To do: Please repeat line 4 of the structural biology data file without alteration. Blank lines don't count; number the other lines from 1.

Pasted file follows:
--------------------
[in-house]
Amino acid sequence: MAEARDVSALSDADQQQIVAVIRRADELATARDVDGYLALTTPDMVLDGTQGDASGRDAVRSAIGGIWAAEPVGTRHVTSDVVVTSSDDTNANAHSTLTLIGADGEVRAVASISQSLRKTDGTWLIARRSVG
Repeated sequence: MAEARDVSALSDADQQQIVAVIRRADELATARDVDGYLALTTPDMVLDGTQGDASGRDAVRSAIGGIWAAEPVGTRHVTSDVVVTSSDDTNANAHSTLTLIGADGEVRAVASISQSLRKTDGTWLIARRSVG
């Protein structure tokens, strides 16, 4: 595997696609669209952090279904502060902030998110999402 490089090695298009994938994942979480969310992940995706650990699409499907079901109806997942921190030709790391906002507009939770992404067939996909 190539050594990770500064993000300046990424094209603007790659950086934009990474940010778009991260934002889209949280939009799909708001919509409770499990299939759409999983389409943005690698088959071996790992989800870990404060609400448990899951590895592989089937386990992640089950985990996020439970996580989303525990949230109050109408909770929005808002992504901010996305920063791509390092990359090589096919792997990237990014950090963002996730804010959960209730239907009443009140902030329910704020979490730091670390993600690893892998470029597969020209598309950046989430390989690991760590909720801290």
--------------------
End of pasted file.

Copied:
């Protein structure tokens, strides 16, 4: 595997696609669209952090279904502060902030998110999402 490089090695298009994938994942979480969310992940995706650990699409499907079901109806997942921190030709790391906002507009939770992404067939996909 190539050594990770500064993000300046990424094209603007790659950086934009990474940010778009991260934002889209949280939009799909708001919509409770499990299939759409999983389409943005690698088959071996790992989800870990404060609400448990899951590895592989089937386990992640089950985990996020439970996580989303525990949230109050109408909770929005808002992504901010996305920063791509390092990359090589096919792997990237990014950090963002996730804010959960209730239907009443009140902030329910704020979490730091670390993600690893892998470029597969020209598309950046989430390989690991760590909720801290």